So many of us are at home at this time, staying safe by working and teaching our children remotely. But, being at home for long periods of time can result in feelings of cabin fever or even anxiety. Perhaps you've invested in updates or improvement projects for your home that you've long wished to tackle, or perhaps you've created a new cozy nook for your workspace, your children's learning area, or your reading area.
We're now entering the season of winter here in the Midwest (as is the norm with our Minnesota seasons, we seemed to have switched from comfortable and beautiful autumn into a six-inch snowfall with little warning). Many of us here in the Midwest spend so much time
Readers, please enjoy this guest blog post by Tisha Morris, author of Mind, Body, Home and the new Decorating with the Five Elements of Feng Shui.
In the book, The Alchemist, Paulo Coelho inspired us all to turn simple metals into gold. In our more modern culture, it can be thought of as turning lemons into lemonade. Alchemy, which is an ancient tradition, has survived due to the power and prestige of metals, such as swords, armor, and jewelry. It is no wonder that Metal is also one of the Five Elements in Feng Shui.
In Native American traditions, there are four elements—fire, water, earth, and air—that make up the Medicine Wheel, and thus Metal often gets overlooked. In Feng
Readers, please enjoy this guest blog post by Tisha Morris, author of the new Mind, Body, Home.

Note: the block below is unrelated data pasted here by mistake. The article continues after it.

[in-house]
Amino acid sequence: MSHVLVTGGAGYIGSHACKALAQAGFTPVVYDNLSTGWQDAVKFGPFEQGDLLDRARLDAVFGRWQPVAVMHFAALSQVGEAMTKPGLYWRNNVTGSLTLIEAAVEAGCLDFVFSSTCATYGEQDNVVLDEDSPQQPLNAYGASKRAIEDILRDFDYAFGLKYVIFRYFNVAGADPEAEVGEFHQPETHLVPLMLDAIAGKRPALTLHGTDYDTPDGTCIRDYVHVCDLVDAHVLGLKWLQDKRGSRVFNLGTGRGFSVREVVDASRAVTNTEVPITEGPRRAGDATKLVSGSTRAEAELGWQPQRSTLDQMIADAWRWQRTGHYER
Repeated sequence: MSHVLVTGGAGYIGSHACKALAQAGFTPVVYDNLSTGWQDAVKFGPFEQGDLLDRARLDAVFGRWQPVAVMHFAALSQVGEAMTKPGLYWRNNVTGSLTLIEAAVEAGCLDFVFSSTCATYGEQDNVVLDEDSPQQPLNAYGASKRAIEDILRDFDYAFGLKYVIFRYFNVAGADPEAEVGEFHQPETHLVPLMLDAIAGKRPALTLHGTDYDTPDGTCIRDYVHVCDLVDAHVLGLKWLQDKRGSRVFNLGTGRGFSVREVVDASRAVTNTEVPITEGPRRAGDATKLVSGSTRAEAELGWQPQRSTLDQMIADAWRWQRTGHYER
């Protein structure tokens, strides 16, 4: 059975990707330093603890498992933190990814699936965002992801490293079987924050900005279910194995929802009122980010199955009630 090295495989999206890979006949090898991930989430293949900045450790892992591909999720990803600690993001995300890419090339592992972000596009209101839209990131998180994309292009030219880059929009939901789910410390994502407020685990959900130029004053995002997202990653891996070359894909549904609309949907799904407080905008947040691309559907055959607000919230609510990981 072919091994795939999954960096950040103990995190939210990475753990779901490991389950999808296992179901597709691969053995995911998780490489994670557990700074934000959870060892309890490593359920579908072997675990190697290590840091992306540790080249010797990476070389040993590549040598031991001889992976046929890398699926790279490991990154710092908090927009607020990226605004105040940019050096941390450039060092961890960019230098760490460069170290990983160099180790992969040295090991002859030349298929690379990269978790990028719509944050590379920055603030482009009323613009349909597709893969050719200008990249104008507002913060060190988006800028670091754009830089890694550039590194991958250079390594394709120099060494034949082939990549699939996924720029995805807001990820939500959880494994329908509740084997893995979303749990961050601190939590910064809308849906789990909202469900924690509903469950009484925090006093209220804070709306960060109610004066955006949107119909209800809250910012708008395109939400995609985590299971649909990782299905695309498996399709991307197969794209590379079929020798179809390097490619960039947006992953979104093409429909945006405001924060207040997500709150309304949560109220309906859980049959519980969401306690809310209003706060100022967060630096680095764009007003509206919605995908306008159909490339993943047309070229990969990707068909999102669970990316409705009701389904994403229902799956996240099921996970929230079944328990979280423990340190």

We all know that home is where the heart is. Maybe this is why we tend to have such a love-hate relationship with our home. Our home gives us so many pleasures in life…and yet so many challenges as well.
It's cozy. It's messy. We love to cook in the kitchen. And then the dishes pile up in the sink causing us stress. You love your walk-in closet, but the clothes in the floor drive you crazy. You have your favorite spot for morning coffee. And there's also the upstairs closet that you dread going into.
Our home represents all parts of us—the good, bad, and the ugly. In
Readers, please enjoy this guest blog post by Tess Whitehurst, author of Magical Housekeeping, The Good Energy Book, and the new Art of Bliss.
My new book, The Art of Bliss, is a holistic system of activating and maintaining a positive momentum in all life areas. You might think of it as a comprehensive magical or metaphysical process in which you can see the ways that everything in your life is interconnected, and in which you can work with this interconnection to continually manifest more and more beautiful conditions. The backbone of the wisdom in The Art of Bliss is derived from feng shui and the I Ching and it may be thought of as something that looks like a tic tac toe board, with